Identify which components of physical fitness you need to improve on.
List the activities you enjoy.
Choose activities that will manage or minimize your stress.
If you have skills in a sport utilize those in your activity choices.
Choose activities that you can do alone or with others.
Think about when and where you will be exercising.
If your activities include equipment or facility needs make sure they are
attainable.
WHAT ACTIVITIES ARE AVAILABLE FOR YOU?
Aerobic Dance (high impact or low impact)
Aqua dynamics
Spinning
Bicycling
Swimming
Calisthenics
Circuit Training
Fitness Trails
Interval training
Weight Training
Jogging/Walking
Pilates/Yoga
Jumping Rope
WHAT DO YOU NEED TO CONSIDER WHEN CHOOSING YOUR ACTIVITIES?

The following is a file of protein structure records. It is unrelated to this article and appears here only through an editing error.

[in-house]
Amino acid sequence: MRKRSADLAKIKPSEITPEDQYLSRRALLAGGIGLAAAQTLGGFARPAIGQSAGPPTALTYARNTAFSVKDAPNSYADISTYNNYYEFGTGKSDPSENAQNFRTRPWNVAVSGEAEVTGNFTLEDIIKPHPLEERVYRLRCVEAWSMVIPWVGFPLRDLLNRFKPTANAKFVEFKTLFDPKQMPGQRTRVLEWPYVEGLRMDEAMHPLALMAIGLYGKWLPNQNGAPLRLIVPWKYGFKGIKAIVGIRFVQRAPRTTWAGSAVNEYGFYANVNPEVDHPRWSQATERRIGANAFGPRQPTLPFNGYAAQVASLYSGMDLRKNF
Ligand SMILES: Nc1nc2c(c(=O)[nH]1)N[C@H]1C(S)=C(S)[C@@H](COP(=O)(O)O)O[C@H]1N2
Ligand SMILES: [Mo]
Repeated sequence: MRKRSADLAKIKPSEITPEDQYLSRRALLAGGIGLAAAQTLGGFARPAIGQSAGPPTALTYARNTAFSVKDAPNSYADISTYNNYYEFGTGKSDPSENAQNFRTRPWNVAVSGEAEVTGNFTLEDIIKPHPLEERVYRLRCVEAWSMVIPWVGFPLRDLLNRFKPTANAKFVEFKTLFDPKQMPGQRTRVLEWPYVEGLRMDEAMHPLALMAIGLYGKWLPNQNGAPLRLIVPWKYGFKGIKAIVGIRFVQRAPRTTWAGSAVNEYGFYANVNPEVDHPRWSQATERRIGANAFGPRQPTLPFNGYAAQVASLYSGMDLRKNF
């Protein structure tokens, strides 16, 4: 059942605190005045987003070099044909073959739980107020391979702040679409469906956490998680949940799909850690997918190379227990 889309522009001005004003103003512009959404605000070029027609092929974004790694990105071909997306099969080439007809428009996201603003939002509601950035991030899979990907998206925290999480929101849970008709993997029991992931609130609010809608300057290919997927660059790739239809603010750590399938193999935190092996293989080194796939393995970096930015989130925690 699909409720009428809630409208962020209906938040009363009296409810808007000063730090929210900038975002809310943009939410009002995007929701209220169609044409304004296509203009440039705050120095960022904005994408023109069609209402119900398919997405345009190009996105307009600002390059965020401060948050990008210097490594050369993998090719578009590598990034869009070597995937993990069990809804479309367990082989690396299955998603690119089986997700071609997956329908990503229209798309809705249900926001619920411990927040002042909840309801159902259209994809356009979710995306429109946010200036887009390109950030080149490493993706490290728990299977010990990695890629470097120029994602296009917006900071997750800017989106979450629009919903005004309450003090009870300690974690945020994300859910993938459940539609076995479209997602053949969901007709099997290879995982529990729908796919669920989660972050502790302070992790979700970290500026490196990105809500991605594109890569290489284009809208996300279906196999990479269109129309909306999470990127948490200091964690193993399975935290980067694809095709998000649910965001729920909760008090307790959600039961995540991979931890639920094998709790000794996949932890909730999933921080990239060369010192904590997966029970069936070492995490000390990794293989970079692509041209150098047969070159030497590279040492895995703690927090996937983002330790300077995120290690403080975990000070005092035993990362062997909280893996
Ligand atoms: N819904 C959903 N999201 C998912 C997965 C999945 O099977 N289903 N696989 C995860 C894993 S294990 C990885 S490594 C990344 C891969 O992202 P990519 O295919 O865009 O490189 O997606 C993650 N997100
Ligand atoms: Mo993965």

Health needs
Sports skills
Stress diversion
Personality and attitudes
 Alone or with others
 Competitive or non-competitive
 Self-directed or coached
 Indoors or outdoors
Financial considerations
Availability of facilities
Environmental considerations (weather, climate)
CHAPTER 9: NUTRITION
HOW DO WE CHOOSE WHAT WE EAT?
 People eat and like what their families eat and like. People eat what has
been prepared for them since they were born.
 Friends, where you live, and ethnic background are also factors in a
person’s diet.
 Lifestyle determines what you eat. People are too busy to prepare meals
so they eat fast food.
 Cost of food
 Advertisements
 Religious preferences
FOOD AND ITS RELATION TO HEALTH
 Food is the fuel that keeps your body going.
 Diets that promote weight loss without sound nutritional practices may be
considered fad diet and are unhealthy.
 Serious illness occurs when bodies are deprived of essential nutrients
over a long period of time.
ESSENTIAL NUTRIENTS
1. Proteins
a. Building blocks of the body
b. Present in every cell of the body
c. Function-Aid in growth and repair of your body’s tissues
d. Supplies energy when there are not enough carbohydrates or fats in the
diet